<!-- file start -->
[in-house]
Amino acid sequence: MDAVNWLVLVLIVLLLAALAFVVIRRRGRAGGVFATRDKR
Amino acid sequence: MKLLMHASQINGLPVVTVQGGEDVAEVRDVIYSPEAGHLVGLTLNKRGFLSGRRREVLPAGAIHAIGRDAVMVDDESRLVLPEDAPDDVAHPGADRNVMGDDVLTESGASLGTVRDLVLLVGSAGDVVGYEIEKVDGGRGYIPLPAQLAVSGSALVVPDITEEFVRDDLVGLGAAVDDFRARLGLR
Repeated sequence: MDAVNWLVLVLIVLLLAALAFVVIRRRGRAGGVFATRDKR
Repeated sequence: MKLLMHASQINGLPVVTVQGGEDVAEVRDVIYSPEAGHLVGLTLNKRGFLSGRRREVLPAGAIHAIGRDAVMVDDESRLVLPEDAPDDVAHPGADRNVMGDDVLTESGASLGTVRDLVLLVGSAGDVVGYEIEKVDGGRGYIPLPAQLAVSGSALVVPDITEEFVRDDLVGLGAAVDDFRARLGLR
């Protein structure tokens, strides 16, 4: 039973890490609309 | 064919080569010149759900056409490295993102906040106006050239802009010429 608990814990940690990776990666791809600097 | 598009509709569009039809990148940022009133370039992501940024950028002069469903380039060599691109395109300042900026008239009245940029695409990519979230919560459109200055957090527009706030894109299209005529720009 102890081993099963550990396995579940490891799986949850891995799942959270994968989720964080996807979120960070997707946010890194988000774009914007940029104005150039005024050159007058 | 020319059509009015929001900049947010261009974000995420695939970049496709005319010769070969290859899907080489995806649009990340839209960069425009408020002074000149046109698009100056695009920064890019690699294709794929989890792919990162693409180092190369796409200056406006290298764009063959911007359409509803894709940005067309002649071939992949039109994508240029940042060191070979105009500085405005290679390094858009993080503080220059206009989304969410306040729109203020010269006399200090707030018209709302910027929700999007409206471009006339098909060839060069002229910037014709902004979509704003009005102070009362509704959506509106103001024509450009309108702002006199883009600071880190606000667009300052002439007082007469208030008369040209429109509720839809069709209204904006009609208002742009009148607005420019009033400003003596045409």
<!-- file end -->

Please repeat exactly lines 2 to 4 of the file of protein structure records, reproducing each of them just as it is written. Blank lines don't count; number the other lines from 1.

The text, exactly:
Amino acid sequence: MDAVNWLVLVLIVLLLAALAFVVIRRRGRAGGVFATRDKR
Amino acid sequence: MKLLMHASQINGLPVVTVQGGEDVAEVRDVIYSPEAGHLVGLTLNKRGFLSGRRREVLPAGAIHAIGRDAVMVDDESRLVLPEDAPDDVAHPGADRNVMGDDVLTESGASLGTVRDLVLLVGSAGDVVGYEIEKVDGGRGYIPLPAQLAVSGSALVVPDITEEFVRDDLVGLGAAVDDFRARLGLR
Repeated sequence: MDAVNWLVLVLIVLLLAALAFVVIRRRGRAGGVFATRDKR